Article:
Hyles calida calida
Updated as per http://sphingidae.myspecies.info/taxonomy/term/1284; March 16, 2017

Hyles calida calida
HYE-leezM kuh-LEE-duh
(Butler, 1881)
Hawaiian Sphinx

Hyles calida calida courtesy of Forest & Kim Starr from Sphingids of Hawaii

This site has been created by Bill Oehlke. Comments, suggestions and/or additional information are welcomed by Bill.


Family: Sphingidae, Latreille, 1802
Subfamily: Macroglossinae, Harris, 1839
Tribe: Macroglossini, Harris, 1839
Genus: Hyles Hubner, [1819] ...........
Species: calida calida (Butler, 1881)


The Hawaiian Sphinx, Hyles calida calida (Wing span: ) flies in Kahului and Maui, Hawaii.

Jean Marie Cadiou writes, "This subspecies is on most islands, including Kauai. Calida hawaiiensis is only on the Big Island, and so is H. wilsoni. The difference between c. calida and c. hawaiiensis is only visible on the hindwing."

In hawaiiensis the hw basal area is orange, while the same area in calida is black.

Hyles calida calida, posed (above and below), Kauai, Hawaii, courtesy of Daniel Rubinoff.

Laurie Henneman reports them from the Alaka`i Swamp, island of Kaua`i, and writes, "This species is not a usual resident of the swamp, but is more abundant in drier forest. I collected only 5 caterpillars in two years, although one night at a blacklight I attracted several adults at the drier of my two plots. It is likely that dry weather in the swamp over the previous several years made the habitat more accessible to H. calida."

Hyles calida calida Hawaii, courtesy of Nate Yuen.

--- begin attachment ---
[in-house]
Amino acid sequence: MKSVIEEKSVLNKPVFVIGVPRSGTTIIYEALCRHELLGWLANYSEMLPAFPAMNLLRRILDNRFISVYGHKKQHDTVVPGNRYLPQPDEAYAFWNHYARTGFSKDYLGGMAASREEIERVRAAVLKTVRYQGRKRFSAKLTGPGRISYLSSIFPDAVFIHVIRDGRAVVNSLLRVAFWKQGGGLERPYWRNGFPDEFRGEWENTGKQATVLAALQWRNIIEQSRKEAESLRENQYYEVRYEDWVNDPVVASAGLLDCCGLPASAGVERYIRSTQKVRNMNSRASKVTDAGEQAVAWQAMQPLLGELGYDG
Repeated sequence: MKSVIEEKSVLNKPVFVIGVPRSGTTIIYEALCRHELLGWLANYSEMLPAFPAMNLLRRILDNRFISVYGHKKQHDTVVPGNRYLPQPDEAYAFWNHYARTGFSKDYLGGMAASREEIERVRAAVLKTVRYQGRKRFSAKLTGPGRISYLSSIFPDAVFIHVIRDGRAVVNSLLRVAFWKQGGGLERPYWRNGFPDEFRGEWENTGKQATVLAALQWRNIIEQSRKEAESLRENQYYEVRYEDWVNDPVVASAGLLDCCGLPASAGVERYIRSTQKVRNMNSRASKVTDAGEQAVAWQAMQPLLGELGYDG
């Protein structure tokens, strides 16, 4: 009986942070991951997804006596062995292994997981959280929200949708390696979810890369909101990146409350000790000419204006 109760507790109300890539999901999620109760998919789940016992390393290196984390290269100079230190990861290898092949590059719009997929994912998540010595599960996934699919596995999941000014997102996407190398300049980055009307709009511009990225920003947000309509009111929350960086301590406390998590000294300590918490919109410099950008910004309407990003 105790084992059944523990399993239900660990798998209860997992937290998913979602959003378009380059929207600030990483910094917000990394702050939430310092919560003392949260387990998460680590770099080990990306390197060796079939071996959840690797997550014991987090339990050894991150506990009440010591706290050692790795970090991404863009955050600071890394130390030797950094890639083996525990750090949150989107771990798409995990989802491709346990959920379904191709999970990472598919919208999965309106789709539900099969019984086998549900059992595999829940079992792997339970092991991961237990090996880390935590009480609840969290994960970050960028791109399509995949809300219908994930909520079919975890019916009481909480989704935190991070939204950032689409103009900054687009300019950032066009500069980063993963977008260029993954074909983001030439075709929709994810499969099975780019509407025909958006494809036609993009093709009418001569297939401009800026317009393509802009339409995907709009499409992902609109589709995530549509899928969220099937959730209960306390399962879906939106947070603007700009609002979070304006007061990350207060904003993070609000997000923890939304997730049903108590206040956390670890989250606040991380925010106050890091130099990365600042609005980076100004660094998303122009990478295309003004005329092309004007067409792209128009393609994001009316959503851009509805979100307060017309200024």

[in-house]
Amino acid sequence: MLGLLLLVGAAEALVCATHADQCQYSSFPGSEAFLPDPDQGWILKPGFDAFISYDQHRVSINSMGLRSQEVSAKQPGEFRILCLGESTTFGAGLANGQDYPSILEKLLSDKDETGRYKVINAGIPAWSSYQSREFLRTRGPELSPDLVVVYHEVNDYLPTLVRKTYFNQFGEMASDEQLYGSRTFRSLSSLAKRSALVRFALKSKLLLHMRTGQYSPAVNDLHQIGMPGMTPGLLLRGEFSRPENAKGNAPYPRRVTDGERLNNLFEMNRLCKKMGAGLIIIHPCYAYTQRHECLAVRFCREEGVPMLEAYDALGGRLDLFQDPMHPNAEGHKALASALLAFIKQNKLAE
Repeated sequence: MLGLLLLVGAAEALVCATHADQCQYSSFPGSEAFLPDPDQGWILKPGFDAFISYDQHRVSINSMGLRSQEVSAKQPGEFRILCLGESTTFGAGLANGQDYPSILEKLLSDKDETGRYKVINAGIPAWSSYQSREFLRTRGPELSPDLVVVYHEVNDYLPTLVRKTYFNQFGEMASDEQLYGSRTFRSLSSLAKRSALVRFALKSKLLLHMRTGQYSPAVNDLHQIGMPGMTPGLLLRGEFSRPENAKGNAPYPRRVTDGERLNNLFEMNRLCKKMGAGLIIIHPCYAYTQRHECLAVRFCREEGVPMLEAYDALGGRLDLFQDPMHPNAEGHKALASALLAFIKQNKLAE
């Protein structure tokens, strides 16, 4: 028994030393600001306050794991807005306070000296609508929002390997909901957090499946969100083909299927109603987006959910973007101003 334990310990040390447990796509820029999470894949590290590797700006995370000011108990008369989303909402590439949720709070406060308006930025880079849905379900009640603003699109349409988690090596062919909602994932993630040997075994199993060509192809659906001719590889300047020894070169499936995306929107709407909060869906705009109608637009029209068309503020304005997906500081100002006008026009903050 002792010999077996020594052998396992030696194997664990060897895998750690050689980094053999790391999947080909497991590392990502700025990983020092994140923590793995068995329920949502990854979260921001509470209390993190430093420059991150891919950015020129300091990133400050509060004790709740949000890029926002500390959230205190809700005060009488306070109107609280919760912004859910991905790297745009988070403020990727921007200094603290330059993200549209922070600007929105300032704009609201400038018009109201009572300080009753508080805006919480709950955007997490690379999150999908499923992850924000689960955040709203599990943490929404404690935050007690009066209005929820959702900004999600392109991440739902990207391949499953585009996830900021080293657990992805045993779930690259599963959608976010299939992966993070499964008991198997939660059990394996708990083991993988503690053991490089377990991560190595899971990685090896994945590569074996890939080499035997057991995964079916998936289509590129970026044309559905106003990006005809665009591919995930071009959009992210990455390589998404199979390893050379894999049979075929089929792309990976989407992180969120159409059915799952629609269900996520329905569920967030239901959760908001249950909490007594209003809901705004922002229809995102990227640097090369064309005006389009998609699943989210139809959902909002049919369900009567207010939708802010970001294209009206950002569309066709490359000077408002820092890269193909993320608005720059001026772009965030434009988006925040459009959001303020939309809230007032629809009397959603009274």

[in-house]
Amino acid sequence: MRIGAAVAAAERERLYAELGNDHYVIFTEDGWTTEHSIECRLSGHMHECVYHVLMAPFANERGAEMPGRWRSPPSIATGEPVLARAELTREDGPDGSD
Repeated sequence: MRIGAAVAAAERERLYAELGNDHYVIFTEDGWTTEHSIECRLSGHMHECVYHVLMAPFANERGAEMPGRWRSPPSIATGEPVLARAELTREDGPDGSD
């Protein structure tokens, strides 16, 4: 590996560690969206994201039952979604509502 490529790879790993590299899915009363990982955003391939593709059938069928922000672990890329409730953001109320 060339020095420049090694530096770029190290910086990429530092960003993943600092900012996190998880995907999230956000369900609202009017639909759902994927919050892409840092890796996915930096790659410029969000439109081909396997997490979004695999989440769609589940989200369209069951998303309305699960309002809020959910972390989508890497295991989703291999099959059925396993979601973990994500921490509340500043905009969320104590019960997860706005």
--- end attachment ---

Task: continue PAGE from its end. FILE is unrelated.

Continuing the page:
Hyles calida calida male, Oahu, Hawaii, Creative Commons,
http://sphingidae.myspecies.info/taxonomy/term/1284; Ian Kitching

Note the strong presence of black in the hindwing basal area and along the inner two/thirds of the hw costa. The same area is reddish orange in subspecies Hyles calida hawaiiensis.



Laurie Henneman reports them on Coprosma elliptica (Rubiaceae) Pilo; Endemic, and on Coprosma kauensis (Rubiaceae) Koi; Endemic. Development time in the laboratory at 20C for the larvae is 6 weeks with moths emerging form pupae 5-6 weeks later.

Hyles calida larva courtesy of Laurie Henneman.

Those who first published descriptions and assigned scientific names to many insects, simply chose names of biblical or mythological origin without any real descriptive qualities. Their purpose was simply to set a standard for purposes of identification by assigned name. On some occasions, names, mostly of Latin or Greek origin, were chosen to signify a particular character of the genus or of an individual species.

In Greek mythology, Hyles is one of the centaur warriors who fights against the lapiths.

The species name, "calida", is from the Greek feminine name, "Calida", meaning the most beautiful.

The pronunciation of scientific names is troublesome for many. The "suggestion" at the top of the page is merely a suggestion. It is based on commonly accepted English pronunciation of Greek names and/or some fairly well accepted "rules" for latinized scientific names.

The suggested pronunciations, on this page and on other pages, are primarily put forward to assist those who hear with internal ears as they read.

There are many collectors from different countries whose intonations and accents would be different.

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